The Consumer Financial Protection Bureau has expanded its Consumer Complaint Database to include state-by-state information. The CFPB also added complaints about money transfers and credit reporting to the database.

“This data puts valuable information in the hands of consumers to help them understand what is happening in their states,” said CFPB Director Richard Cordray. “And by adding credit reporting and money transfer complaints to the Consumer Complaint Database, we are making these important markets more transparent and accountable to all consumers.”

The expanded Consumer Complaint Database went live at: consumerfinance.gov/complaintdatabase.

The Consumer Complaint Database update will add a field to every complaint – the state it came from. While five-digit ZIP code information – self-identified by the consumer – has always been included in the complaint information, adding the state helps people more easily localize data. The state field also includes the District of Columbia, U.S. territories, and the military post office addresses of service members.

Users can easily track, sort, search and download complaints listed in the Consumer Complaint Database. In March, the database expanded from more than 19,000 credit card complaints to nearly 90,000 complaints on credit cards, mortgages, student loans, bank accounts and services, and other consumer loans, like auto loans. The database now contains more than 113,000 complaints. The live database updates nightly; so as the CFPB handles more complaints, more are added.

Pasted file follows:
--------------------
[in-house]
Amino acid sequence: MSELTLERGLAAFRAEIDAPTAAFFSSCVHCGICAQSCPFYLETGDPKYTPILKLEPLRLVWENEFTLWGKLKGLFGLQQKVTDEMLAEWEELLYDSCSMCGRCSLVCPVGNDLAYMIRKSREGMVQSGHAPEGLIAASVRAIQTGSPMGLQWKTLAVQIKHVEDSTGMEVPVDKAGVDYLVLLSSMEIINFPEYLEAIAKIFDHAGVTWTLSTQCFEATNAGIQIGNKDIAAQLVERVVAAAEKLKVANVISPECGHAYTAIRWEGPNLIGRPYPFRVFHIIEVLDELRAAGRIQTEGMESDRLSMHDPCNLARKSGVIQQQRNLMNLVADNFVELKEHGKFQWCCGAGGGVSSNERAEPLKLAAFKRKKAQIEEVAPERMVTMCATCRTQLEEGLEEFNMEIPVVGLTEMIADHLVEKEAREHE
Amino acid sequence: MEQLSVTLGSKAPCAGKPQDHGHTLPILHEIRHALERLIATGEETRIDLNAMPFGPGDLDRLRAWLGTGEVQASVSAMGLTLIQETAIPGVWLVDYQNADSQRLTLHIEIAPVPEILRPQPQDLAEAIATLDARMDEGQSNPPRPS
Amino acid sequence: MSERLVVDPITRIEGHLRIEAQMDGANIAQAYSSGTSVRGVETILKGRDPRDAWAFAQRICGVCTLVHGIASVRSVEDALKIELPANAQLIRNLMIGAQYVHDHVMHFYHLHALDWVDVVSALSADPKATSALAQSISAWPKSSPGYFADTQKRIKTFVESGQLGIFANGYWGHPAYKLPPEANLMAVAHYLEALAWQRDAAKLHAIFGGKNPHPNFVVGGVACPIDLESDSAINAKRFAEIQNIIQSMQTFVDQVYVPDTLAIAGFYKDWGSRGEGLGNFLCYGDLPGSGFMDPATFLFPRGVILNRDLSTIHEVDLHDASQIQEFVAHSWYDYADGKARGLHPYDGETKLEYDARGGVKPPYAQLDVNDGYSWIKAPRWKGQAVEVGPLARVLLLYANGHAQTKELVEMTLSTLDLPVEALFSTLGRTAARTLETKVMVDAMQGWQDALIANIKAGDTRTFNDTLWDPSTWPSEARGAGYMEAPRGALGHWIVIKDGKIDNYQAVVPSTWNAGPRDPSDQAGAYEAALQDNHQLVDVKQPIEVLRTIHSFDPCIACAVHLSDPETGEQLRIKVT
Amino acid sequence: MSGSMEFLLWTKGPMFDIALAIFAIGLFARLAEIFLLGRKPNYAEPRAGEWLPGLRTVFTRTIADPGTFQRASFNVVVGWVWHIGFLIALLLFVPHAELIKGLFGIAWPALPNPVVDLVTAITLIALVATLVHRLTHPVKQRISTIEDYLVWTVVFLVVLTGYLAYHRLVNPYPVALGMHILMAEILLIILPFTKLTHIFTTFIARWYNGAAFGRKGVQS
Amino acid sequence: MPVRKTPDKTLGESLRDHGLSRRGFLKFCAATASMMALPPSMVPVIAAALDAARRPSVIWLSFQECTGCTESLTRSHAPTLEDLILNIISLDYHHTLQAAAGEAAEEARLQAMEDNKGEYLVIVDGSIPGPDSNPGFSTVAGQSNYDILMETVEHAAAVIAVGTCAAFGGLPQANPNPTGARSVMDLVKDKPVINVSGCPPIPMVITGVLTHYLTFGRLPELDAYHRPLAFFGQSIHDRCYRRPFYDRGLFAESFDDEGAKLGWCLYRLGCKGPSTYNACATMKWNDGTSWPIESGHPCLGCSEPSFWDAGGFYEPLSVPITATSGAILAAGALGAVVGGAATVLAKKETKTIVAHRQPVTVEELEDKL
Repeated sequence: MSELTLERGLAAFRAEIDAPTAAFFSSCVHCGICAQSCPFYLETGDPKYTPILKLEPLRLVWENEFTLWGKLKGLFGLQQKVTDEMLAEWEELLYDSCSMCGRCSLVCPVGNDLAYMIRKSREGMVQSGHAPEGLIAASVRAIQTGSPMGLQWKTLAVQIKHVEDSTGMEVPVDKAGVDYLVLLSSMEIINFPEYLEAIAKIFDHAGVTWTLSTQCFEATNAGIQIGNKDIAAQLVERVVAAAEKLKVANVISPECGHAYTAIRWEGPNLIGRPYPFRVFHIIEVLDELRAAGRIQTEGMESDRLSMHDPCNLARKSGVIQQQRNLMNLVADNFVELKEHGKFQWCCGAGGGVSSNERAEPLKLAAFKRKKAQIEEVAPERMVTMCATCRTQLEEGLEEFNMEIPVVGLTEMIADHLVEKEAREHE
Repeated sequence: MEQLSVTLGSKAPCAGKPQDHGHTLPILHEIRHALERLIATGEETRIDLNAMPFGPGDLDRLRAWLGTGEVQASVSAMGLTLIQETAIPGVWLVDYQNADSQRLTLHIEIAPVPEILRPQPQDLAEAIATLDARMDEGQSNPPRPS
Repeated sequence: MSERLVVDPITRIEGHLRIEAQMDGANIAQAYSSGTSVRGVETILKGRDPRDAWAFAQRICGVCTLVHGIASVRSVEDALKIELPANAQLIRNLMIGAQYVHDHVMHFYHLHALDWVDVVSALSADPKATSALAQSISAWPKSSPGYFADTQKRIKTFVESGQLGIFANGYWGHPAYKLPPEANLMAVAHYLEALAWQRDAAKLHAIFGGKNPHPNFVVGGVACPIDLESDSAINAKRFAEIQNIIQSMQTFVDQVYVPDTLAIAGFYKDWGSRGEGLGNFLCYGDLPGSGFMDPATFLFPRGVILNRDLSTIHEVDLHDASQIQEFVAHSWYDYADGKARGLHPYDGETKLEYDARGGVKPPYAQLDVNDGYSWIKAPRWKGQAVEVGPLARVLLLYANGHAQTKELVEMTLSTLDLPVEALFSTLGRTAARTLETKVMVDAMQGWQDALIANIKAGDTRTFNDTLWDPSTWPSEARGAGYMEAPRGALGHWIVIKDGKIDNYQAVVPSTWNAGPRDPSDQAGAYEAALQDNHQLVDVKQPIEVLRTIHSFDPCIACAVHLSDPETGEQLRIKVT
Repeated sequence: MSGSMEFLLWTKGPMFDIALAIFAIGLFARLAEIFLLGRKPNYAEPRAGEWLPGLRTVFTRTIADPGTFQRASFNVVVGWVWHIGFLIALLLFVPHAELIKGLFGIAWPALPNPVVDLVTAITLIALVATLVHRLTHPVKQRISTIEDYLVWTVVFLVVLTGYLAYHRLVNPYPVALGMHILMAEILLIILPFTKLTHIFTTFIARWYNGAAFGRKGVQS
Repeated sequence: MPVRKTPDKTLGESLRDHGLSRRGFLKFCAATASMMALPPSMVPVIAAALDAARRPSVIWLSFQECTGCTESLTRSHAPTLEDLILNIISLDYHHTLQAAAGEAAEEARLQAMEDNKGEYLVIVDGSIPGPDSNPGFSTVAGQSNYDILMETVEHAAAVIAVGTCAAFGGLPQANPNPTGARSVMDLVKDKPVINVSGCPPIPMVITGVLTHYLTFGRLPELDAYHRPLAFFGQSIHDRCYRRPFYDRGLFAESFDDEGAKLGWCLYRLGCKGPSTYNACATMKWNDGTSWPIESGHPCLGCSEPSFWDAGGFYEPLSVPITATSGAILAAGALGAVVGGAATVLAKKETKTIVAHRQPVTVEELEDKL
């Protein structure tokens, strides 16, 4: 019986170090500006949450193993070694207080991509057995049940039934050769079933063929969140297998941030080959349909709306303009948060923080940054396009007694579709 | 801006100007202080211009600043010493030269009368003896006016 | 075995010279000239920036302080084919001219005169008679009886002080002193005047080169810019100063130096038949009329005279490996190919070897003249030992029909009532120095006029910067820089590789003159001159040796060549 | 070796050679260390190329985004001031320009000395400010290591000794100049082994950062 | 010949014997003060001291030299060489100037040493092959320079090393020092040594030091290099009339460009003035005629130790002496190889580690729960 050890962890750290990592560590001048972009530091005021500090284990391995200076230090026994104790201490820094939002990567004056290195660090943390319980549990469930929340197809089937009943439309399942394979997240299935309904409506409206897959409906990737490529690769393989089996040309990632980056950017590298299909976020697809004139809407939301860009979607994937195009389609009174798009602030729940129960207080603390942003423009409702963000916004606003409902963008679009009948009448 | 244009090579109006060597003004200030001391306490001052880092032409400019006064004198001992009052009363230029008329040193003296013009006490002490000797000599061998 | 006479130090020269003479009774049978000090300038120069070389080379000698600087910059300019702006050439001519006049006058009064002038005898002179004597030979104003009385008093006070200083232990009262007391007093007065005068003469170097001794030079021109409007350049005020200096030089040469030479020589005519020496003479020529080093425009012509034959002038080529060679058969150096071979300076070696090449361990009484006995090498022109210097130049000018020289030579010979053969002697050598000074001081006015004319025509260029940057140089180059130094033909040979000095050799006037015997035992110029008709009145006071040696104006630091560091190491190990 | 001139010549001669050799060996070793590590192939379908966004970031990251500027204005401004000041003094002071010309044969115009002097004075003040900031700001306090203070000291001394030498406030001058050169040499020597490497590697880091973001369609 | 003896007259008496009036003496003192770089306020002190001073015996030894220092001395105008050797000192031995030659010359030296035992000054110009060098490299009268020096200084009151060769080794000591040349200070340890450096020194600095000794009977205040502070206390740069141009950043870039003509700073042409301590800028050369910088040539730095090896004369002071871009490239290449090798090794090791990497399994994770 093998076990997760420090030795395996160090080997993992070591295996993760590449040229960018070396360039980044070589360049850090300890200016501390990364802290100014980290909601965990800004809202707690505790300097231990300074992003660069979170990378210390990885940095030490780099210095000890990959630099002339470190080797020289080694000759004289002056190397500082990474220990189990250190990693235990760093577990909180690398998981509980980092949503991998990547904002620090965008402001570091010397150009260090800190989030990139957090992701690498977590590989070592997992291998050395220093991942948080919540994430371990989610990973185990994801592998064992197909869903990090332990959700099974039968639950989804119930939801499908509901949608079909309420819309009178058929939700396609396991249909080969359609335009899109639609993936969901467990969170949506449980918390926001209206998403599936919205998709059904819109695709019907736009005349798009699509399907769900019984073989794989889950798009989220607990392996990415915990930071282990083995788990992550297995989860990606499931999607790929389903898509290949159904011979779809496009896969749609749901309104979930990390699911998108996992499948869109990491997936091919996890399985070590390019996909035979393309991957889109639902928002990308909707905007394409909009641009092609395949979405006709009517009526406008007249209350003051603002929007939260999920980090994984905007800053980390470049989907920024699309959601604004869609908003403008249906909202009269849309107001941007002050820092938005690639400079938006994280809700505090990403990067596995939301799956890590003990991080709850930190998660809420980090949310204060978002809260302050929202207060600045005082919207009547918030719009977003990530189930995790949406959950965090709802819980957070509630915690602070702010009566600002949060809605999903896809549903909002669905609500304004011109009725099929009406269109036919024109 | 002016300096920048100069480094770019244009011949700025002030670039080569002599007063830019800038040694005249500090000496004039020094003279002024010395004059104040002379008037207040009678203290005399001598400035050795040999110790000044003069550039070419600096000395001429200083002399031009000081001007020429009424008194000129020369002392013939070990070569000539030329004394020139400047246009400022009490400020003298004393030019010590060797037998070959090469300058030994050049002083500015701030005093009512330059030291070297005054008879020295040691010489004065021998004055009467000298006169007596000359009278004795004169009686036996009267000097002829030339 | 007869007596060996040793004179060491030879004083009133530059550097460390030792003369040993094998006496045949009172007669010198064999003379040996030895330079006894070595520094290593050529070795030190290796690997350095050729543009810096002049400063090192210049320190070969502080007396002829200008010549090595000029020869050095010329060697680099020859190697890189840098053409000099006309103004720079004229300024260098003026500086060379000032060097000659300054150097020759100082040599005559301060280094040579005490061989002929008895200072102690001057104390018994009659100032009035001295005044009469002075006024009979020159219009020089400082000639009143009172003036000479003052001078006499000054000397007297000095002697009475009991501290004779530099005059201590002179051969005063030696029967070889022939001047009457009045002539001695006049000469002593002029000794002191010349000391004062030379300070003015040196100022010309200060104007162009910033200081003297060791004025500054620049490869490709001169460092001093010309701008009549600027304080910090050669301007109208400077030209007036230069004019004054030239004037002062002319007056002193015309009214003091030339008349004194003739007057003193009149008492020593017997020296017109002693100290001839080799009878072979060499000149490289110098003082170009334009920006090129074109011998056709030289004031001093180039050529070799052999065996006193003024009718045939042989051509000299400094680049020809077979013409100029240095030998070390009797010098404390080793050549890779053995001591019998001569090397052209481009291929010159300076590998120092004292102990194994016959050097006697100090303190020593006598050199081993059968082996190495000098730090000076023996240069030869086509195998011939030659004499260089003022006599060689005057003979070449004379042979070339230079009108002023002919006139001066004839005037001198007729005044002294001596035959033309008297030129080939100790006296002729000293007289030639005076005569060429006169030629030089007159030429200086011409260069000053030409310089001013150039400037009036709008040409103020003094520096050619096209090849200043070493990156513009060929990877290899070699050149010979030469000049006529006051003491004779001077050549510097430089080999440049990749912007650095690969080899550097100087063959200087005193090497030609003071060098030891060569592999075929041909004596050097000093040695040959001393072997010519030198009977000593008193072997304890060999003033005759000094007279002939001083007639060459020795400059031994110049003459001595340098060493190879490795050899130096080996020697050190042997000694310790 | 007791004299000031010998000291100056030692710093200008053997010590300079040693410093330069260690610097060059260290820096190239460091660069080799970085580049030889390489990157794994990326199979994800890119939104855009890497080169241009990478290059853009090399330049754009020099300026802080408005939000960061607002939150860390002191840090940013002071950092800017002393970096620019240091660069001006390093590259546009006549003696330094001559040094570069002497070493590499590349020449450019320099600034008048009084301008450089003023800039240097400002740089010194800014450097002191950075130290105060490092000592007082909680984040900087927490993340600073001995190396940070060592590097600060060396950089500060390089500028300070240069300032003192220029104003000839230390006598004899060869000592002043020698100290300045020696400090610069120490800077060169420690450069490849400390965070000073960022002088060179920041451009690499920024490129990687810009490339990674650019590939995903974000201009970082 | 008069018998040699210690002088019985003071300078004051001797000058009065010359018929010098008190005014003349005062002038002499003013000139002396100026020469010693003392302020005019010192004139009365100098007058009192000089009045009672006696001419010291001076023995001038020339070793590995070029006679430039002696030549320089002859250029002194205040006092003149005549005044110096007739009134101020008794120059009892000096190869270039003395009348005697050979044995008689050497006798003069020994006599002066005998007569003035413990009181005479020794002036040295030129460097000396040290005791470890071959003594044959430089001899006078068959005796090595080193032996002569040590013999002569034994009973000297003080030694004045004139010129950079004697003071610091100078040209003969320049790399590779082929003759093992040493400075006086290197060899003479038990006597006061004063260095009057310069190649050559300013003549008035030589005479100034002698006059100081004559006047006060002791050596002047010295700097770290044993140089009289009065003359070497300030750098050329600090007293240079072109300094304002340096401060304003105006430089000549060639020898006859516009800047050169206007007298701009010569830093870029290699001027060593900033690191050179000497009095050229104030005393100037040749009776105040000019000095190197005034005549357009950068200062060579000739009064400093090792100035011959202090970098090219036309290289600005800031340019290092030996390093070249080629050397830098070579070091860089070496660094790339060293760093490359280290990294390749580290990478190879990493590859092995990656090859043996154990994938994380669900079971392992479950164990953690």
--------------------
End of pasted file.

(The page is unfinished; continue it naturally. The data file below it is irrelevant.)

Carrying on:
The database allows the public to see what consumers complained about and why. It includes the type of complaint, the date of submission, and the company that the complaint concerns. A consumer’s identity and other personal information are not included. Complaints are listed in the database only after the company responds to the complaint or after they have had the complaint for 15 days, whichever comes first. The CFPB uses the complaints along with other information, such as the timeliness of the company’s response, in a variety of ways, for example, to help prioritize complaints for investigation.

According to the database, the top states per capita by mortgage complaints are: 1) New Hampshire, 2) Maryland, 3) the District of Columbia, 4) Georgia, and 5) Florida.

The top states per capita by credit card complaints are: 1) the District of Columbia, 2) Delaware, 3) Maryland, 4) New York, and 5) New Jersey.

And, the top states per capita by bank account and service complaints are: 1) the District of Columbia, 2) Delaware, 3) New Jersey, 4) Rhode Island, and 5) Maryland.

The CFPB is also adding more than 6,000 credit reporting complaints to the database.  

Credit reporting companies, which include what are popularly called credit bureaus or credit reporting agencies, are private businesses that track a consumer’s credit history and other consumer transactions. The credit reports they generate – and the three-digit credit scores that are based on those reports – play an increasingly important role in the lives of American consumers. The consequences of errors in a consumer report can be catastrophic for a consumer, shutting him or her out of credit markets.

When submitting a complaint about credit reporting, consumers can select from five common issues, which are all searchable on the updated database:

    •    Incorrect information on a credit report;
    •    Problems with a credit reporting company’s investigation;
    •    Improper use of a credit report;
    •    Not being able to get a credit report or credit score; and
    •    Problems with credit monitoring or identity protection services.

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